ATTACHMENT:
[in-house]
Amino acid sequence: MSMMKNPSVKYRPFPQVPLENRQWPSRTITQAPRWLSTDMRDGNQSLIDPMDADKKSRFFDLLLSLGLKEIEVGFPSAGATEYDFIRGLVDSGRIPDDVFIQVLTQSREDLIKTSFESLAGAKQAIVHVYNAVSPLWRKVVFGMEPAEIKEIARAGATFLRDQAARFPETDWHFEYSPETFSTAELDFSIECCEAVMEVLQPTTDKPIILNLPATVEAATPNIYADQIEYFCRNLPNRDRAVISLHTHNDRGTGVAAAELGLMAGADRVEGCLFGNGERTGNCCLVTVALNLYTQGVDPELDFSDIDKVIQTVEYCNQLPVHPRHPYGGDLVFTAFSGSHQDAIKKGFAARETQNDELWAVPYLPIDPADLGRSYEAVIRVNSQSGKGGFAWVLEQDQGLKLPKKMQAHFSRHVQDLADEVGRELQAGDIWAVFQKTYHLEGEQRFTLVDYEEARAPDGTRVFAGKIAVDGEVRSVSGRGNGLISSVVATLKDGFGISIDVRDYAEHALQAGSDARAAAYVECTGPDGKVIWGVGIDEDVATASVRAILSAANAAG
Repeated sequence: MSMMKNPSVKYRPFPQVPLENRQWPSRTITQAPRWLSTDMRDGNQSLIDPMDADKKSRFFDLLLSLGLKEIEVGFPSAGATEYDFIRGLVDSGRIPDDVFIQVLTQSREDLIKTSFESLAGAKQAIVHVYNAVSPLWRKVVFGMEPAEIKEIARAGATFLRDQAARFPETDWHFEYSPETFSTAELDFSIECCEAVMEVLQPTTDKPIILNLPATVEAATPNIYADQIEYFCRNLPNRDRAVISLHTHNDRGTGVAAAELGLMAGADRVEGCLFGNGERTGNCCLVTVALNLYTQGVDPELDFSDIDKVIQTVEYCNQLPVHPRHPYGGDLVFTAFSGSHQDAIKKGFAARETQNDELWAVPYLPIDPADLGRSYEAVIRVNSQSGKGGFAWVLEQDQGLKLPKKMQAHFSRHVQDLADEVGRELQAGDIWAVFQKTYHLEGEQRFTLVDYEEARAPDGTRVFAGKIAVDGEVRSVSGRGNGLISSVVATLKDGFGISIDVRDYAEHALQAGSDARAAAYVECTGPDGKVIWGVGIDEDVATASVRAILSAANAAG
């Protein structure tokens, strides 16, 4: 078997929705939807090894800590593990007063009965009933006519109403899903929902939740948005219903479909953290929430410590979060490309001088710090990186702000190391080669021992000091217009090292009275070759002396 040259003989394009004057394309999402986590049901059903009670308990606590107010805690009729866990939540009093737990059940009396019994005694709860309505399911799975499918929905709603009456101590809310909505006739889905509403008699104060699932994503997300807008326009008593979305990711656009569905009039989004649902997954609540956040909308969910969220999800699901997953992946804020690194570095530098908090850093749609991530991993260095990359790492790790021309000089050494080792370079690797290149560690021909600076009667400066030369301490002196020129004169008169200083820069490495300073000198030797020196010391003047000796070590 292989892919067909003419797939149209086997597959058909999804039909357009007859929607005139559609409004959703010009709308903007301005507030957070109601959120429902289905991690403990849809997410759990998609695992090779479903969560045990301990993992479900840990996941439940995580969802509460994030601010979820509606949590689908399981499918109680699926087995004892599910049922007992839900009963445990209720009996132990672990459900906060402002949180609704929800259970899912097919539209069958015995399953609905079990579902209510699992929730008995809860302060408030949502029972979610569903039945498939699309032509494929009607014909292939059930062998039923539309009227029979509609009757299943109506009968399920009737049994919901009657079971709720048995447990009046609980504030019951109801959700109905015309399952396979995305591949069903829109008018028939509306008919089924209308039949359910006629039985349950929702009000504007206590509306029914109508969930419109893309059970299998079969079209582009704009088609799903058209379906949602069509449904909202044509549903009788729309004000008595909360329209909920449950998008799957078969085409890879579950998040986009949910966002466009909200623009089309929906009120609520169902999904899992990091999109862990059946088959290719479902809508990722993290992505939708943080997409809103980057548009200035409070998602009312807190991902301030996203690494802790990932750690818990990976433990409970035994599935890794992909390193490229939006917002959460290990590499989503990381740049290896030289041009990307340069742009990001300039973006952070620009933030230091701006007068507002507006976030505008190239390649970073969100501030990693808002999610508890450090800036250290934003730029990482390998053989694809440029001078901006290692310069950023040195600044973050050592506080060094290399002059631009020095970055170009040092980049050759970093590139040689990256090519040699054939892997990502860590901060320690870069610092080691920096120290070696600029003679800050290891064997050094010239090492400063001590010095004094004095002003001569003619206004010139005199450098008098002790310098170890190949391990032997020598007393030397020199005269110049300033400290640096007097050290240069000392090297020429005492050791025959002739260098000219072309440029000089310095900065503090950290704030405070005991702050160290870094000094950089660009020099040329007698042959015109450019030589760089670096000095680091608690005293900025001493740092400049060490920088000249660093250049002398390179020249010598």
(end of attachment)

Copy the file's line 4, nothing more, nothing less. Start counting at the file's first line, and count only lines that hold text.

């Protein structure tokens, strides 16, 4: 078997929705939807090894800590593990007063009965009933006519109403899903929902939740948005219903479909953290929430410590979060490309001088710090990186702000190391080669021992000091217009090292009275070759002396 040259003989394009004057394309999402986590049901059903009670308990606590107010805690009729866990939540009093737990059940009396019994005694709860309505399911799975499918929905709603009456101590809310909505006739889905509403008699104060699932994503997300807008326009008593979305990711656009569905009039989004649902997954609540956040909308969910969220999800699901997953992946804020690194570095530098908090850093749609991530991993260095990359790492790790021309000089050494080792370079690797290149560690021909600076009667400066030369301490002196020129004169008169200083820069490495300073000198030797020196010391003047000796070590 292989892919067909003419797939149209086997597959058909999804039909357009007859929607005139559609409004959703010009709308903007301005507030957070109601959120429902289905991690403990849809997410759990998609695992090779479903969560045990301990993992479900840990996941439940995580969802509460994030601010979820509606949590689908399981499918109680699926087995004892599910049922007992839900009963445990209720009996132990672990459900906060402002949180609704929800259970899912097919539209069958015995399953609905079990579902209510699992929730008995809860302060408030949502029972979610569903039945498939699309032509494929009607014909292939059930062998039923539309009227029979509609009757299943109506009968399920009737049994919901009657079971709720048995447990009046609980504030019951109801959700109905015309399952396979995305591949069903829109008018028939509306008919089924209308039949359910006629039985349950929702009000504007206590509306029914109508969930419109893309059970299998079969079209582009704009088609799903058209379906949602069509449904909202044509549903009788729309004000008595909360329209909920449950998008799957078969085409890879579950998040986009949910966002466009909200623009089309929906009120609520169902999904899992990091999109862990059946088959290719479902809508990722993290992505939708943080997409809103980057548009200035409070998602009312807190991902301030996203690494802790990932750690818990990976433990409970035994599935890794992909390193490229939006917002959460290990590499989503990381740049290896030289041009990307340069742009990001300039973006952070620009933030230091701006007068507002507006976030505008190239390649970073969100501030990693808002999610508890450090800036250290934003730029990482390998053989694809440029001078901006290692310069950023040195600044973050050592506080060094290399002059631009020095970055170009040092980049050759970093590139040689990256090519040699054939892997990502860590901060320690870069610092080691920096120290070696600029003679800050290891064997050094010239090492400063001590010095004094004095002003001569003619206004010139005199450098008098002790310098170890190949391990032997020598007393030397020199005269110049300033400290640096007097050290240069000392090297020429005492050791025959002739260098000219072309440029000089310095900065503090950290704030405070005991702050160290870094000094950089660009020099040329007698042959015109450019030589760089670096000095680091608690005293900025001493740092400049060490920088000249660093250049002398390179020249010598």